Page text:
The Senate is set to vote Thursday night on a stopgap bill to keep the government funded through mid-February, just hours after the House passed the legislation.

Senate leaders maneuvered to avert a delay which could have triggered a government shutdown by allowing a vote demanded by a group of Republicans on an amendment to block federal vaccine mandates. That measure is expected to fail, clearing the way for action on the temporary funding bill.

“With this agreement, there will be no government shutdown,” Senate Majority Leader Chuck Schumer said

Passage by the Senate would send the legislation to President Joe Biden for his signature, well before the midnight Friday deadline when the current funding for the government expires.

A group of Republican lawmakers led by Senator Roger Marshall of Kansas sought a vote on an amendment that would prohibit funding for the coronavirus vaccine and testing mandates imposed by the Biden administration. They want it to get a simple majority in the 50-50 Senate — rather than the chamber’s usual 60-vote threshold to advance legislation — before agreeing to proceed with a vote on the stopgap bill.

Marshall the vote would probably would fail.

“It looks really tough for us,” he said.

Senator Mike Lee of Utah, one of the Republicans who oppose the vaccine mandates, argued they should be blocked because they infringe on individual freedom and threaten people’s livelihoods.

“It’s wrong,” he said. “You don’t tell someone that if they don’t do exactly what you want them to do, they will lose their job.”

Senator Mike Braun, an Indiana Republican, said he also expects the stopgap to pass after the vote on vaccine amendment fails. He said Democrats will all vote against Marshall’s amendment and pointed out that some Republicans are absent.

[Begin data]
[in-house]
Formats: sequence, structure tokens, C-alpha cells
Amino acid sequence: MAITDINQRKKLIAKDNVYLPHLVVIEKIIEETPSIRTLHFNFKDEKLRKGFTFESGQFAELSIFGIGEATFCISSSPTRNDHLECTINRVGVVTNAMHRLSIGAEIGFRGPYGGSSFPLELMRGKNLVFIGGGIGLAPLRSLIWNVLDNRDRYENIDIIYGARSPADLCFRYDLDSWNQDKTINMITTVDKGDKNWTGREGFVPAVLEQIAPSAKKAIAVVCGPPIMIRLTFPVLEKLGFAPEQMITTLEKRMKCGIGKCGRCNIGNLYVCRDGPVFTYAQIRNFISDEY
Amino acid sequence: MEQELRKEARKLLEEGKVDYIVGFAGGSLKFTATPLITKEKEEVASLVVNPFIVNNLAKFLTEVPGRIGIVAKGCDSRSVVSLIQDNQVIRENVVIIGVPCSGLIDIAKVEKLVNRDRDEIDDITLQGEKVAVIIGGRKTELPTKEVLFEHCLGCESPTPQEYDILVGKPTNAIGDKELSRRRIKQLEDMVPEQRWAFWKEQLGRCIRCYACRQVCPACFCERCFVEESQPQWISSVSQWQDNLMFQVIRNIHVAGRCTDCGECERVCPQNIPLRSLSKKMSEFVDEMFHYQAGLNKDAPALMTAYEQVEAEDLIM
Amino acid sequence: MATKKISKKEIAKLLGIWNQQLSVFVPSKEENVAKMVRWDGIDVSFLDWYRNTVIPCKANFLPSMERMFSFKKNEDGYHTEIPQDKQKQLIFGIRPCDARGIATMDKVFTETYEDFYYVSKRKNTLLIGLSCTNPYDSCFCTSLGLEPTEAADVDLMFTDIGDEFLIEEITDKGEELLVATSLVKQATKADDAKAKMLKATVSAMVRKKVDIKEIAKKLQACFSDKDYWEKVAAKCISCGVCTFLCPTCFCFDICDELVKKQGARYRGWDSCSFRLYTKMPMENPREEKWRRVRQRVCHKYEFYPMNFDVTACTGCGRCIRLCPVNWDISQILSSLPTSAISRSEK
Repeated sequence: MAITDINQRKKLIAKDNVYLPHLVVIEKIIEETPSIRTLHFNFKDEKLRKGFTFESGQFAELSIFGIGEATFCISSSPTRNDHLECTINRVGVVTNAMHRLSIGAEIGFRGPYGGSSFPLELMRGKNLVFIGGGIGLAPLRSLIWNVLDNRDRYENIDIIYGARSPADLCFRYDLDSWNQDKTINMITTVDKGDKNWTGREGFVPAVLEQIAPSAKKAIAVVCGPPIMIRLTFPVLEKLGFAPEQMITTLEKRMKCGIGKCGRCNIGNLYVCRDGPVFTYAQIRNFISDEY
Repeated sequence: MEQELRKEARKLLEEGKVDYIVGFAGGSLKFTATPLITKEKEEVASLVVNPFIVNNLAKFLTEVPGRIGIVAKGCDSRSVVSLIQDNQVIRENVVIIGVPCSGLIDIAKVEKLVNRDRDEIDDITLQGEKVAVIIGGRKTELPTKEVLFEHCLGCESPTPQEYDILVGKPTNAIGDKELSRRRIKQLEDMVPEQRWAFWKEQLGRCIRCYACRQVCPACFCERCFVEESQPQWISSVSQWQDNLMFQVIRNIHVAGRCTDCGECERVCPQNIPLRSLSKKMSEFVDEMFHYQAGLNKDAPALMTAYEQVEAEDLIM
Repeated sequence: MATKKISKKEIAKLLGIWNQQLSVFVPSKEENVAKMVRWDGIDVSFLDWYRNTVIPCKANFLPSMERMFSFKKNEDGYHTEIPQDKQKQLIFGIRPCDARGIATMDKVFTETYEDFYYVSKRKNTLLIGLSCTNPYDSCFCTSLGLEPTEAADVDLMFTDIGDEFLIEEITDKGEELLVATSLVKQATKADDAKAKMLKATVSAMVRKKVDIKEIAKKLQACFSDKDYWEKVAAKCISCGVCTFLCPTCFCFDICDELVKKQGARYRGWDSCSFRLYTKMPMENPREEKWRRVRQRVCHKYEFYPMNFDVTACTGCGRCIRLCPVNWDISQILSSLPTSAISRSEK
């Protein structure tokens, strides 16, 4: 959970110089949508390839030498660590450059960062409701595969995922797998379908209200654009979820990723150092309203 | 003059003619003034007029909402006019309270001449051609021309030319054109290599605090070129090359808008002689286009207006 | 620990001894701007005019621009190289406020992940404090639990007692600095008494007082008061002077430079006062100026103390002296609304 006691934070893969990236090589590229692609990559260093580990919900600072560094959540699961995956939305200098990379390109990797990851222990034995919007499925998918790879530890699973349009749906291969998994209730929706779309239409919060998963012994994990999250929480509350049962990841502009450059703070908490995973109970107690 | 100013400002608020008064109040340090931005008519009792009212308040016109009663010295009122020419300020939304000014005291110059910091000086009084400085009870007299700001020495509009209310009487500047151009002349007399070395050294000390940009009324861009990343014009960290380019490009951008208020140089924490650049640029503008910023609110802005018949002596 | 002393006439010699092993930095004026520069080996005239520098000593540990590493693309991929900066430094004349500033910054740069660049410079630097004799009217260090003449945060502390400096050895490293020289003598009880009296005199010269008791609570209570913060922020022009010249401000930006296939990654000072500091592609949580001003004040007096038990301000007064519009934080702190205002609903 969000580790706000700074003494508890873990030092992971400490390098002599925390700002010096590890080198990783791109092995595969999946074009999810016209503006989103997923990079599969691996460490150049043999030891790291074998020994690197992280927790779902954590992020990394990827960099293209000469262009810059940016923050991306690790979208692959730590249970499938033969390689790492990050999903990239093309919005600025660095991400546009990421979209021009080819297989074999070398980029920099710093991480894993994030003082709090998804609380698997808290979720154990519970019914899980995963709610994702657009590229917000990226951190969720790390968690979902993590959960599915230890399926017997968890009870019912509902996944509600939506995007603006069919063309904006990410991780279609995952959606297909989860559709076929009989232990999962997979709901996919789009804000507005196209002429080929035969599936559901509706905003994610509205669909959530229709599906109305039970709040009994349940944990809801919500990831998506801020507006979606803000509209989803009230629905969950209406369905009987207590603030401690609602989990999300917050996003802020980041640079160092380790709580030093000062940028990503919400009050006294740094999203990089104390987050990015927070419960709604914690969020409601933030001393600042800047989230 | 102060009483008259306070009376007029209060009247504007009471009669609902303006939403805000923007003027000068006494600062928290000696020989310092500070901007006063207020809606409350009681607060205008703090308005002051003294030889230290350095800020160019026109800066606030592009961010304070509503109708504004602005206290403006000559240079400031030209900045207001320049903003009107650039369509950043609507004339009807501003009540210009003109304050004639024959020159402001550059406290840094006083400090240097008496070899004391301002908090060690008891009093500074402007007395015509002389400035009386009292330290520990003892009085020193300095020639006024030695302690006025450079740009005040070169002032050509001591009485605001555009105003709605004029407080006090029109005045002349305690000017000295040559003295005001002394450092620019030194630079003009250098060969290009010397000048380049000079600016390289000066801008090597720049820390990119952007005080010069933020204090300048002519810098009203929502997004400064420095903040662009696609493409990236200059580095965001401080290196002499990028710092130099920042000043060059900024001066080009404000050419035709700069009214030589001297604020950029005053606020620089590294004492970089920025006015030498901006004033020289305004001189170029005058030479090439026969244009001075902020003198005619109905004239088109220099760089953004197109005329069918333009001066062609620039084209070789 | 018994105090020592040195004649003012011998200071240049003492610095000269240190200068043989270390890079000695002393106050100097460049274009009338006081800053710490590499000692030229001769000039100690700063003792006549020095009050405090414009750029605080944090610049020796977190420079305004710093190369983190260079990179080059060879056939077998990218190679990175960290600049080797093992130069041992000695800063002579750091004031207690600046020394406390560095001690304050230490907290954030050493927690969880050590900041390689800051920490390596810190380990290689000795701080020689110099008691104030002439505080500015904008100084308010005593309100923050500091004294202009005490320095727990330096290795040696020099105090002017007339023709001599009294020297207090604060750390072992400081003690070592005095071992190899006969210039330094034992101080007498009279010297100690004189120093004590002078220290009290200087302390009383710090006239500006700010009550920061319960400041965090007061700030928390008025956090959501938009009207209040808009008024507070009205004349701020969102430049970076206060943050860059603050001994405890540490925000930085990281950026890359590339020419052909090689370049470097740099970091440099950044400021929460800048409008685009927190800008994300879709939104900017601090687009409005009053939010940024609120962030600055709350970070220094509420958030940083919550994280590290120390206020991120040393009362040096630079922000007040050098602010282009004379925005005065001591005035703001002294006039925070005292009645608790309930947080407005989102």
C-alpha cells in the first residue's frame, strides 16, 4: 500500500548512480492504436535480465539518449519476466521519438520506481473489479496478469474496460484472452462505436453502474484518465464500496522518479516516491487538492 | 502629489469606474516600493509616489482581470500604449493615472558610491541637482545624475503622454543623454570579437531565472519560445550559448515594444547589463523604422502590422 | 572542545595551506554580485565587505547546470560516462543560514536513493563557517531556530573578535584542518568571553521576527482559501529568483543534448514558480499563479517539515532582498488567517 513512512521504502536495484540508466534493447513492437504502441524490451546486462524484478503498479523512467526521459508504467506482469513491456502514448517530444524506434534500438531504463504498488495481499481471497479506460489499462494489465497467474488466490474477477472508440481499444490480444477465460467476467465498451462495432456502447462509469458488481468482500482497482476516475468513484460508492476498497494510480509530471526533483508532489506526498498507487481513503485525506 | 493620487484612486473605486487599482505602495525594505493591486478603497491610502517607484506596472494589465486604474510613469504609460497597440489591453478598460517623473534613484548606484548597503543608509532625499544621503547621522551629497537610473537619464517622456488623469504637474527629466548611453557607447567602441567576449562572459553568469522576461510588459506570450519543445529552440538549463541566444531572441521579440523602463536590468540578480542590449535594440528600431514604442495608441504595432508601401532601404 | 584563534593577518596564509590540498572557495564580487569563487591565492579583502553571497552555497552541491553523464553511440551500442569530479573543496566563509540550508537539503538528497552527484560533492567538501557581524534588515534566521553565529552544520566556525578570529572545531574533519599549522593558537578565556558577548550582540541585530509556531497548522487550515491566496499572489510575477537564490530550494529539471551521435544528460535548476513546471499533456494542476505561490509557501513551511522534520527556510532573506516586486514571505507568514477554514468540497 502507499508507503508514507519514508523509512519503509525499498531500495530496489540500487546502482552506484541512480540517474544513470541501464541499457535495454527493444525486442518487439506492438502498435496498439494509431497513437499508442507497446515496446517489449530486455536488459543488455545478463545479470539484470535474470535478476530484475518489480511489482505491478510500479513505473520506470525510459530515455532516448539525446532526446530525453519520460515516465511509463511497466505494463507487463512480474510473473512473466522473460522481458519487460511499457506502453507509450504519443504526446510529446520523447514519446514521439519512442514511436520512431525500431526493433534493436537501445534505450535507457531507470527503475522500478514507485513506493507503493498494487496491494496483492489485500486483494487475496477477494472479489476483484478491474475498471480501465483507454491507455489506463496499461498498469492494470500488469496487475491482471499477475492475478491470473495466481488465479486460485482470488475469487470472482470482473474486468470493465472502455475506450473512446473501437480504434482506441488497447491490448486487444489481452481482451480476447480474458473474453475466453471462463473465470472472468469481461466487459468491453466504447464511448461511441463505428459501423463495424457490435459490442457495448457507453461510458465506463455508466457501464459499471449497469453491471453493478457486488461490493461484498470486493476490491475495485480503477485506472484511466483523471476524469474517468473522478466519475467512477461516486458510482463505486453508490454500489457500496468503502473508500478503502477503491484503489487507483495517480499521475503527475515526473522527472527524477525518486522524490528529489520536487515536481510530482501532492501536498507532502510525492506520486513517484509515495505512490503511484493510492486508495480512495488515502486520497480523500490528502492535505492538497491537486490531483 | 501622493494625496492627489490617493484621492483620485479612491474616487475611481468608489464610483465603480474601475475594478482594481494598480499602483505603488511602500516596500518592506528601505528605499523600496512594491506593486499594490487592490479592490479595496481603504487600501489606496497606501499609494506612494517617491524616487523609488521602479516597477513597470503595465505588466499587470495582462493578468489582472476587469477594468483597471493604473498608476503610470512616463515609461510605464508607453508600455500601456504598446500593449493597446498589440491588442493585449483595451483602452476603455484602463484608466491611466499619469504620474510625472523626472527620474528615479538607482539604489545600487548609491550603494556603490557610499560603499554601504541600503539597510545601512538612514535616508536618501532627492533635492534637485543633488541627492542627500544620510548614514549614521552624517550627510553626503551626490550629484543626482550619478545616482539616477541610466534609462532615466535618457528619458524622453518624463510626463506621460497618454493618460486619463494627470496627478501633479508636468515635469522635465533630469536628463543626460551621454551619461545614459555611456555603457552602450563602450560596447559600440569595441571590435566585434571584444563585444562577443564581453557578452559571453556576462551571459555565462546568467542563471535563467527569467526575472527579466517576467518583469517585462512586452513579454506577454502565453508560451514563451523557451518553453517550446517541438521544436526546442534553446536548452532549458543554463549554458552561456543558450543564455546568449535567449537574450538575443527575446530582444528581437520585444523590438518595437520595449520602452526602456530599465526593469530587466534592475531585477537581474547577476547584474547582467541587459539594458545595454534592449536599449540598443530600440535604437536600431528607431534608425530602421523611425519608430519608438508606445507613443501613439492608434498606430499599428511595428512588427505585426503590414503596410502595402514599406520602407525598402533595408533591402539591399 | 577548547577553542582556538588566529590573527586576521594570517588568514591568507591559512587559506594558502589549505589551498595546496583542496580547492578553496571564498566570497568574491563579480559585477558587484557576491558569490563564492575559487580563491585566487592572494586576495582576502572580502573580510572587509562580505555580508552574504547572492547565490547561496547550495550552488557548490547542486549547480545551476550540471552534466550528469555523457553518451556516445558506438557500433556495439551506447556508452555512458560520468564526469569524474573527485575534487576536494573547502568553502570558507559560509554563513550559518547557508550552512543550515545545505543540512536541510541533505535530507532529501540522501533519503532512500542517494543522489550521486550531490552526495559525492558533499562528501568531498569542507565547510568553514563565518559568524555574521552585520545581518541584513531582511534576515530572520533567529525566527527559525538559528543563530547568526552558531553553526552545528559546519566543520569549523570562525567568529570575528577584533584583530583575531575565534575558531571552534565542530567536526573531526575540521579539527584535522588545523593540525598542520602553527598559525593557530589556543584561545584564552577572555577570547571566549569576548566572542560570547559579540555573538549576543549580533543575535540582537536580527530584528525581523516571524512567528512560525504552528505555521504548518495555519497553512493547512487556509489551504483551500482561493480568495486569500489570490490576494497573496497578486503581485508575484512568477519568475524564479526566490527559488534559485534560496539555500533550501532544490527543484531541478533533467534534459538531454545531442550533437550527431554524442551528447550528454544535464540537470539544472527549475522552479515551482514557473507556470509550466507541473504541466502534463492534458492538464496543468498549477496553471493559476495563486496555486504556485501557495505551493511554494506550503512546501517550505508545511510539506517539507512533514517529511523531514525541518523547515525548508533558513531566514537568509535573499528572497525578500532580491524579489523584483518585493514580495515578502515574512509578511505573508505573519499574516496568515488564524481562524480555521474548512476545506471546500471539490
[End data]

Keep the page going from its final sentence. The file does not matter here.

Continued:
GOP Senators John Thune of South Dakota and Bill Hagerty of Tennessee were not present. Thune was attending his father-in-law’s funeral and Hagerty went to see his son, a high school senior, play in a state championship football game, according to their offices.

 The funding extension through Feb. 18 puts agencies on autopilot, freezing in place program funding levels and forbidding new contracts, with few exceptions, one of which being $7 billion in funding to aid Afghan evacuees. 

Republicans and Democrats showed no signs of being able to resolve the larger impasse blocking full year appropriations bills.

House Appropriations Chair Rosa DeLauro called on Republicans to make a full-year funding counteroffer soon to finish work on appropriations bills.

“Let me be clear: Working families, small businesses, veterans, and our military need the certainty that comes with passing omnibus funding legislation instead of short-term funding patches,” DeLauro said on the House floor. 

The stopgap does not address automatic cuts to Medicare and other programs slated for January under the so-called Paygo law, despite Democratic efforts to include the provision.